Former Sen. John Edwards could face up to 10 years in prison and a $10,000 fine if an investigation into his campaign finances yields an indictment, a guilty verdict and the maximum penalty -- an outcome that some observers say couldn't happen to a more deserving guy.
"I think the biggest problem we're hearing from people when they talk about this case, aside from the criminal possibilities, is how angry a lot of people still are at John Edwards, not for his infidelity but for claiming the mantle of his wife's illness as part of the reason for his running for president, and then while he was running for president engaging in this kind of conduct," said Washington Examiner political editor Chris Stirewalt.
"I think there's going to be very little sympathy for the former senator as this goes forward. I mean, people are mad," Stirewalt said.
Feds are combing through Edwards' 2008 presidential campaign checkbook to see if there's more to the story of his payments to his former mistress, Reille Hunter, who was hired by the campaign to produce a Web-based film about the former North Carolina senator and 2004 Democratic vice presidential candidate.
Edwards confirmed last year that his political action committee paid more than $100,000 to Hunter, who gave birth in February 2008 to a daughter widely rumored to be the ex-senator's. Edwards admitted last summer that he and Hunter had an affair while she was working on a video of him for his presidential campaign and while his wife was battling breast cancer. He insisted he is not the father of 1-year-old Frances Hunter, who does not have a father listed on her California birth certificate.
In a carefully worded statement issued Sunday, Edwards said none of the money Hunter received was wrongly paid.
"I am confident that no funds from my campaign were used improperly. However, I know that it is the role of government to ensure that this is true. We have made available to the United States both the people and the information necessary to help them get the issue resolved efficiently and in a timely matter," he said.
While Edwards focused his comment on campaign funds, he also had a range of other fundraising organizations -- including two nonprofits and a poverty center at his alma mater, the University of North Carolina -- that have come under scrutiny.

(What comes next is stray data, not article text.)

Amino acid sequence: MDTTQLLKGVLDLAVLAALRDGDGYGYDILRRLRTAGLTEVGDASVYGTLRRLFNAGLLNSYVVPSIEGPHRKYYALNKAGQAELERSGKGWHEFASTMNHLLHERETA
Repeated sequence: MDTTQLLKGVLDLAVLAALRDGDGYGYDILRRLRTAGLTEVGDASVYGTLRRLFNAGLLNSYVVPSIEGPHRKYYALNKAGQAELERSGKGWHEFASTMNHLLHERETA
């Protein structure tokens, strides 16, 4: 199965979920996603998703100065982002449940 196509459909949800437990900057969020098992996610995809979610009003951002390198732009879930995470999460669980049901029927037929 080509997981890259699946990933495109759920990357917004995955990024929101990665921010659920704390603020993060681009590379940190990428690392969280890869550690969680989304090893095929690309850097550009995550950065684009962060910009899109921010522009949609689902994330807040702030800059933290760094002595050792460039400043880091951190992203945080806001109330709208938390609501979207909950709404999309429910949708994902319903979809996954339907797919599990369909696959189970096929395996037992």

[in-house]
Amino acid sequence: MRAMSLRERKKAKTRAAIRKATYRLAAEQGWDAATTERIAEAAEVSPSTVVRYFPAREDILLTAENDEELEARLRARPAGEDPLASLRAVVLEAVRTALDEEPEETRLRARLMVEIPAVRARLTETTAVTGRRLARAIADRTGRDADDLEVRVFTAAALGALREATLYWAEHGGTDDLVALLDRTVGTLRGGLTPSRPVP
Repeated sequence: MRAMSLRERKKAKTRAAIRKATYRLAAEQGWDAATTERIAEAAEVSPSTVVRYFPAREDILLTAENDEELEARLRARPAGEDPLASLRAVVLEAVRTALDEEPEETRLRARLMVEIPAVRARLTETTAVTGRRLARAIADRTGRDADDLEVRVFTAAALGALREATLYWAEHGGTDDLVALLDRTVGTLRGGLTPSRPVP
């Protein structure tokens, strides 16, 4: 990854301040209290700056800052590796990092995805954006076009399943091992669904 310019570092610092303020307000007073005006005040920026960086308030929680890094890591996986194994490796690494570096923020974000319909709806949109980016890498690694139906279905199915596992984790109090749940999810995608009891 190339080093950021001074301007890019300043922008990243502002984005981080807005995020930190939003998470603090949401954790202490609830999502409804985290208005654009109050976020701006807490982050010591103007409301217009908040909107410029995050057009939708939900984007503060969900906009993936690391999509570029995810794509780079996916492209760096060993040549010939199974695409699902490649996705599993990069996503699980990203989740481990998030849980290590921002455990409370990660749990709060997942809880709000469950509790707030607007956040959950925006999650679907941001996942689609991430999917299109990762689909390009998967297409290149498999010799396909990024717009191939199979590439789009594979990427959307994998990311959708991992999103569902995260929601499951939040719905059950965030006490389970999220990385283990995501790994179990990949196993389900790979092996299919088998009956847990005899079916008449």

Chief among them was the political action committee that paid Hunter's company for several months in 2006 for the videos that documented Edwards' travels and advocacy ahead of his 2008 presidential campaign. The committee also paid her firm an additional $14,086.50 on April 1, 2007.
Attorney Janet Pennisi said that if Edwards did do anything wrong, it would not be difficult to build a case, especially since some of the money was supposedly expensed as furniture purchases.
"Any forensic accountant is going to look for something that is a pretext, something that shows we all knew that the campaign was running low on money at that point. The political campaign gave the PAC money to fund its coffer to then make a furniture payment to Ms. Hunter. Why? Why would that be done? What was the purpose for that, and it wasn't for furniture, so why would the entry be made furniture?" Pennisi asked.
Hunter created several films of Edwards, including one taken while he was on a charitable trip to Africa. Defense attorney David Wohl said as a result of a product being produced, Edwards may have legally moved around the cash, particularly since Hunter was paid before Edwards declared his candidacy officially.
Wohl said the payment of $100,000 from a political action committee is "on the upper end of the pay scale," and going to Africa for four months is a "long time to spend ... shooting a professional video."
"But that does not offend me at all. That seems to be reasonable under the circumstances," Wohl said. "Under those circumstances, that is legal."
Wohl added that it may not be crucial for Edwards to prove he was not involved, as the money was moved around by people within his campaign, including his late money man Fred Baron, who said at the time news of the affair broke that Edwards didn't know anything about the payments.
"It is his campaign. I think it is a shell game, but it is a legal shell game," he said. It's a close call, but I think he will be scot-free."
Meanwhile, Elizabeth Edwards is releasing a book next week that says when she learned about the affair in 2006, she threw up and then begged her husband unsuccessfully not to run for president.
FOX News senior legal analyst Andrew Napolitano said Edwards' decision to go against his wife both within their marriage and as a career decision suggests Edwards "has a very high view of himself, which should be irrelevant to whether or not he's prosecuted.
"But I think he thought he wouldn't get caught or that his charm and electability would overcome this. As it turned out, he rose like a rocket and fell like a stick. His public reputation is less than zero. I can't imagine him being involved in public life again," Napolitano said.
Stirewalt said it's unlikely Edwards can make a comeback.
"It would have to be a real freak show. I cannot imagine it right now," he said.
The Associated Press contributed to this report.